GONHS celebrated the 25th EuroBirdwatch last weekend, a Europe-wide event organised by BirdLife International to highlight bird migration and conservation. The event has been celebrated in Gibraltar every year since 1993, when it began.
The events started off at sunrise with a bird walk up to Jew's Gate led by Keith Bensusan, who highlighted migratory birds that were present along the way including Blackcaps and Robins. Participants were then able to see the ringing that takes place at our field station, which at this time of the year is headed by Ray Marsh. Members of the public were shown the process involved in measuring and ringing a bird, including how the birds are extracted from the mist nets. Some of the children present were even able to release the birds after they had been ringed and processed.
A small group of Barbary Partridges were also present around the field station, which afforded some really close up views of these stunning birds. Some ringing highlights included a large migratory movement of Blackcaps, including a Blackcap that had been ringed in Belgium earlier in the year, highlighting effectively how migratory birds travel between countries and do not know borders. It was stressed to those attending that, unlike throughout most of the Mediterranean, all hunting of birds is illegal in Gibraltar and no illegal hunting or trapping takes place on the Rock.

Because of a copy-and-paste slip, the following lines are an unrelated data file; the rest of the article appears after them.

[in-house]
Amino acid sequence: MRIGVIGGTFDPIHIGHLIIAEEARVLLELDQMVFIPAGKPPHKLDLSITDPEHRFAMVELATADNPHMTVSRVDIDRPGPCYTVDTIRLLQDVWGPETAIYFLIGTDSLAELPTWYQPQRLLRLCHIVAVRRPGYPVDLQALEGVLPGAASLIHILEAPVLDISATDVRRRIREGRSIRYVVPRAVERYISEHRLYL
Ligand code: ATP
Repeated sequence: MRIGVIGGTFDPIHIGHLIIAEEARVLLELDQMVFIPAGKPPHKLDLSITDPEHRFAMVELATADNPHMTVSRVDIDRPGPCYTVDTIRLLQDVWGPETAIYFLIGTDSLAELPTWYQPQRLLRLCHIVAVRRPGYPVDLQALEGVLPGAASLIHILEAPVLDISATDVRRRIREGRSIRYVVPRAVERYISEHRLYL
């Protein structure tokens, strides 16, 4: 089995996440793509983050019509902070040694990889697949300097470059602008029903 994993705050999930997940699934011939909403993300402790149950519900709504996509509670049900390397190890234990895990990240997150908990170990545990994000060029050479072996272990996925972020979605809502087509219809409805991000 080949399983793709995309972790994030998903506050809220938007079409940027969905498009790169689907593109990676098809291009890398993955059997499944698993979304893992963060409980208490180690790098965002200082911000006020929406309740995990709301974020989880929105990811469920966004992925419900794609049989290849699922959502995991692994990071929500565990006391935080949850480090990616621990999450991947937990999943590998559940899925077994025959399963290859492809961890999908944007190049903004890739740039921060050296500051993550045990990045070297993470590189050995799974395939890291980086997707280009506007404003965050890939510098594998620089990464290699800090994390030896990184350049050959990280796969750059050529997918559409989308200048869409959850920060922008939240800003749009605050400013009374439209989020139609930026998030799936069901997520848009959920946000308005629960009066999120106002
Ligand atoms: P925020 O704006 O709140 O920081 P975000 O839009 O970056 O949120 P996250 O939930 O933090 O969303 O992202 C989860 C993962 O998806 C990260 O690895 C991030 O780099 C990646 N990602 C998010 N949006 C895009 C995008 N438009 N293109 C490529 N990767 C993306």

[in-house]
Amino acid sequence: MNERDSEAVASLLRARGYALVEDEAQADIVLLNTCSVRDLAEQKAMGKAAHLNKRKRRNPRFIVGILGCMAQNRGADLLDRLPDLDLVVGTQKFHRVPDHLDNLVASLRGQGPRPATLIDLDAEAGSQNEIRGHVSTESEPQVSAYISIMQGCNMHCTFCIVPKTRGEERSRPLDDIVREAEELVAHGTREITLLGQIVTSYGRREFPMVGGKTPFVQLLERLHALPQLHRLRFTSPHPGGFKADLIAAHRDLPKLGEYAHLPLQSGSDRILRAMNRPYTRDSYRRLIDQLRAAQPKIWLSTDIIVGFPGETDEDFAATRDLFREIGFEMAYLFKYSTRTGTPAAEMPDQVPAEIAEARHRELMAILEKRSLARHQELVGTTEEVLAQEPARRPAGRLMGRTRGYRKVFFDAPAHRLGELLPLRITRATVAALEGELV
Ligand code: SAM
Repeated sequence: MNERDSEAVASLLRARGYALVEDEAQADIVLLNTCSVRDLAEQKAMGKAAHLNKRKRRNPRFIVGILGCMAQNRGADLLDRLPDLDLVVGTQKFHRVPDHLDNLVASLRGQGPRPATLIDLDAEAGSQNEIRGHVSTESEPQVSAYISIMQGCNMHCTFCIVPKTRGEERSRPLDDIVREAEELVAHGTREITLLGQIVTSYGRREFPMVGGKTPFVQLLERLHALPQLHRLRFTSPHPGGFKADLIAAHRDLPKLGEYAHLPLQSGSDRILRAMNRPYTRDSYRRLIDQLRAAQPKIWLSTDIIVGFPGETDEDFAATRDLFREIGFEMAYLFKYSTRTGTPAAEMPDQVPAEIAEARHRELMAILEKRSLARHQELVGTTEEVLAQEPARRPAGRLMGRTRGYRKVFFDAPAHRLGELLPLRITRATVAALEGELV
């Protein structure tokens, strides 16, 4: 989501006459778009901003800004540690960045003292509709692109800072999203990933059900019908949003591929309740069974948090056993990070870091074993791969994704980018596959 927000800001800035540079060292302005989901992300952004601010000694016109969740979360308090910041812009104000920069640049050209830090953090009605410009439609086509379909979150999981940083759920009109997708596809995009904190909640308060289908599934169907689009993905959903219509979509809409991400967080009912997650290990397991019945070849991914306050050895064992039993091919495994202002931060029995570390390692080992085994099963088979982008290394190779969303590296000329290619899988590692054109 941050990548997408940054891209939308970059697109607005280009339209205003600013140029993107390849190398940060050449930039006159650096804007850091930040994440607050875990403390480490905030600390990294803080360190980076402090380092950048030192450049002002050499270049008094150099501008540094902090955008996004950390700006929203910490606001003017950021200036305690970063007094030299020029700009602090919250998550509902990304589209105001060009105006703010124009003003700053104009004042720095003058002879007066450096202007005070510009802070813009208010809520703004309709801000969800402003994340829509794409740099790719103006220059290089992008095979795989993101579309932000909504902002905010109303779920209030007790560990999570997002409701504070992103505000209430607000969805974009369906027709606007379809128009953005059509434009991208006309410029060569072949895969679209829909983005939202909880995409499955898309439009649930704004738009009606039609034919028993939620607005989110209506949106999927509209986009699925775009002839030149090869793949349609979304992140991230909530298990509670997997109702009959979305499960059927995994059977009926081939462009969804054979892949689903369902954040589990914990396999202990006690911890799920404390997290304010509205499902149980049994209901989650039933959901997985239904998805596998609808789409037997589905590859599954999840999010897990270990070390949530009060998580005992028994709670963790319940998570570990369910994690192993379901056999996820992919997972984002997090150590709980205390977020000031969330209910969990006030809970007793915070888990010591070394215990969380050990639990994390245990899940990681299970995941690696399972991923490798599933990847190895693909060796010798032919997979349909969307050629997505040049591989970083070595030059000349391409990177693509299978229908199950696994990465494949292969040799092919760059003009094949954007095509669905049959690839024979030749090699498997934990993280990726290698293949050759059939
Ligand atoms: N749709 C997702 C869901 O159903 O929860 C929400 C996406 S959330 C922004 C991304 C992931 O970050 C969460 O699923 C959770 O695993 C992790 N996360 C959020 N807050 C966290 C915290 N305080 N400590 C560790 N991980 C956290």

A Robinson moth trap was also run at Jews' Gate where we recorded around 50 species of moths, including two Death's-head Hawkmoths Acherontia atrops. This feature of the event, which we hold every year, proved to be very popular with the children.
The event continued in the afternoon at Europa Point with a seabird watch. Some 400 Cory’s Shearwaters that vied for flying fish with Common Dolphins and Bluefin Tuna could be seen off Europa Point. This impressive spectacle has become an annual event during EuroBirdwatch, but this year the feeding frenzy was further from the shore than usual.
The day's events were attended by some fifty people in total, with 837 birds recorded. The same events are planned for 2019, with the addition of a bird of prey display at Commonwealth Park, where the hazards of migration for raptors will be highlighted.